Once your kids are able to identify numbers up to 100, the next thing they can do is to learn how to count. You could argue that teaching kids how to count is a trivial thing. Sometimes it’s so trivial that the activities can be a bit boring for younger kids.
Fortunately, Shiny Things offers five fresh approaches to learn counting in their brand new app, Quick Math Jr. My kids love to play with the new mini games. And when kids love playing an app, they will definitely learn something new from it.
Count the Monsters
Each time you hit the play button, Quick Math Jr. will pick three mini games at random. Then, it will do another round of random pick to select which game to play first.
One of the games that you can play is the Bus game. A double-decker bus or a quadruple-decker bus enters the screen with a number of passengers. You need to match these passengers by dragging them on and off the bus. Sometimes they come in pairs or in groups of three, which can create a challenge as you arrange them inside the bus.
The bus passengers are actually cute monsters that you can create and customize. Each time you complete a set of three games, you can spin the wheel of rewards to win a new set of eyes, noses, mouths, hats, or even a new monster. You can drag the monster into the monster factory in the main menu to customize it.
The other game that you can play with these monsters is called Count the Monsters. They show up in numbers that are organized in a particular pattern to make it easy for you to count. Then, you can count them and identify which among the four numbers or dot patterns matches the number of monsters.
The more you play, the more difficult it gets. Later on, you’ll need to perform simple addition/subtraction, or identify a number name (e.g., sixteen).
Quick Math Jr. reuses the excellent handwriting input from its predecessors. Instead of choosing from the four options, the game may require you to write your answer on the blank sheet.
The app also includes three additional mini games that offers a fun twist to classic counting games. For example, in the Light Bulb game, you’re asked to count the monsters quickly before the light is turned off.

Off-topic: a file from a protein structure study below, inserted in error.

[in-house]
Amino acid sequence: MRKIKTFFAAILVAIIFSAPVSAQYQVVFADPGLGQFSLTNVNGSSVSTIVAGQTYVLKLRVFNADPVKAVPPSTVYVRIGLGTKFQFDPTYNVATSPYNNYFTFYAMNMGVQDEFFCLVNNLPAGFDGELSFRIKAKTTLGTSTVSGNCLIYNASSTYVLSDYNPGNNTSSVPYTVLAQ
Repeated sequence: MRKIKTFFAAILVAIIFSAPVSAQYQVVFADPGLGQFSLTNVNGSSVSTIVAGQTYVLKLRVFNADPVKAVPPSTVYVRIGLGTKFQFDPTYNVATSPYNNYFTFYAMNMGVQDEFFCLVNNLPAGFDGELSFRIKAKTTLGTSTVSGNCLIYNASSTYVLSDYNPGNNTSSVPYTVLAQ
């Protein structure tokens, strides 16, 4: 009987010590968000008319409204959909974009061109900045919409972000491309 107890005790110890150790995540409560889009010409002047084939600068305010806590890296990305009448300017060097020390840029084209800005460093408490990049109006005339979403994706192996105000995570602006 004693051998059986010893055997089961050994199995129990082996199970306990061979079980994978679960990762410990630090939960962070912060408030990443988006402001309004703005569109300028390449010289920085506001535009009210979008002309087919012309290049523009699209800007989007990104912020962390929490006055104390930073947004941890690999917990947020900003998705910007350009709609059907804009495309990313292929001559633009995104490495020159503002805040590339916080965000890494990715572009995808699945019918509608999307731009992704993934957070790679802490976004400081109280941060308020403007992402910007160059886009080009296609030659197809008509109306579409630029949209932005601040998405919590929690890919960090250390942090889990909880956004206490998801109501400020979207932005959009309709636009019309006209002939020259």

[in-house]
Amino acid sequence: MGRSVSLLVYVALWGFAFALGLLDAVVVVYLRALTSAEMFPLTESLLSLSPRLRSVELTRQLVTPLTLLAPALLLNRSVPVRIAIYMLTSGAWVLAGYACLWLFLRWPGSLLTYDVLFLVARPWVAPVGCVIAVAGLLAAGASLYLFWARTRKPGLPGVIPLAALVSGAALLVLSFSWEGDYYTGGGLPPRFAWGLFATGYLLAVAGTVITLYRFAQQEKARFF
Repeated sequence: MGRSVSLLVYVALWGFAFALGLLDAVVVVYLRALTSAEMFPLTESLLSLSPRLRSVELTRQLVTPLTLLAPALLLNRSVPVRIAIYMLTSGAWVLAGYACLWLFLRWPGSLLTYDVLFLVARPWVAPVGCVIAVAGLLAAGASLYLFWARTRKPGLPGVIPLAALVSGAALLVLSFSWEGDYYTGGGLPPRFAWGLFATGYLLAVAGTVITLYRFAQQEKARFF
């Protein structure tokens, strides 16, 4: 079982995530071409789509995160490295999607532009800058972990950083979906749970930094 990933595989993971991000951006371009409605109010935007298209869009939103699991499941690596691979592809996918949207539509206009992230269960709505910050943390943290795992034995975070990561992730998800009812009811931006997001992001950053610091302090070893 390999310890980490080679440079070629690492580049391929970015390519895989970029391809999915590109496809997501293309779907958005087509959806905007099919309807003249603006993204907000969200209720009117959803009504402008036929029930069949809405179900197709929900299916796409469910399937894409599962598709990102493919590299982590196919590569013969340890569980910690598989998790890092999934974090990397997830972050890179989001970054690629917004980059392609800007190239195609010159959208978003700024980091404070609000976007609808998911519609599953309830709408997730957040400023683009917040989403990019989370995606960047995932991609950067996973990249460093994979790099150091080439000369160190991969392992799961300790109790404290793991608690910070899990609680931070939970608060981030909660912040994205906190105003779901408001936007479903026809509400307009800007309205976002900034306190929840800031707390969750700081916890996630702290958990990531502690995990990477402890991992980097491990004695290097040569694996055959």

In the House game, you’re asked to count and remember how many monsters are inside the house as they go in and out. Again, sometimes they may come in pair or in groups of three. In both of these games, you may be required to choose the correct option or write the result on screen.
Finally, you can also learn about number sequences in the Train game. The game asks you to identify the missing numbers in an arithmetic sequence. The sequence may be a simple increment or decrement. But, it may also require you to skip counting by two, three, five, or even ten both forward and backward.
Parents Need to Know
Quick Math Jr. is designed to be aligned with Common Core math curriculum for Kindergarten and Grade 1. The early parts of the games are suitable for kids ages 3+, but as you progress through the game, the difficulty level increases and provides kids ages 6+ with enough challenge. The app supports unlimited number of user profiles, making it perfect for both family and classroom use.
Because the games use the monsters that you have created, you might want to customize your monsters whenever possible. The monster factory allows you to change your monster’s appearance whenever you unlock a new body part. In addition to the reward wheel, you can also unlock new items by completing the challenges in a timely manner.
Things I Like
The mini games in Quick Math Jr. are fun to play and quite innovative. They offer a breath of fresh air when it comes to counting game designs. Both the Light Bulb and House games are simple twists to classic game mechanics that lead to a more fun and challenging gameplay.
The developers also reuse many of the game elements. For example, they can switch the challenge parts from monsters and numbers to addition/subtraction and number names. They can also switch the answer input methods. This interchange plays an important role to keep the games fresh and challenging every time you play.
Quick Math Jr. offers a fresh approach to learning about counting and basic addition/subtraction. It shows that adding simple twists and new game elements to classic game mechanics can make the activities more fun and challenging. I wish more developers can follow the examples shown by Shiny Things and develop their own unique ways to improve the way our kids learn math.
App was provided for our honest review.
DIY Tips for Parents
I created an analog version of the Bus mini game, using two dices and some LEGO bricks. To be exact, I used ten 1x1 bricks, five 1x2 bricks, and three 1x3 bricks. It'd be best to use different colors for each brick type. Ask your kids to roll both dices and put the correct number of bricks onto the hand-written bus seats. Enjoy!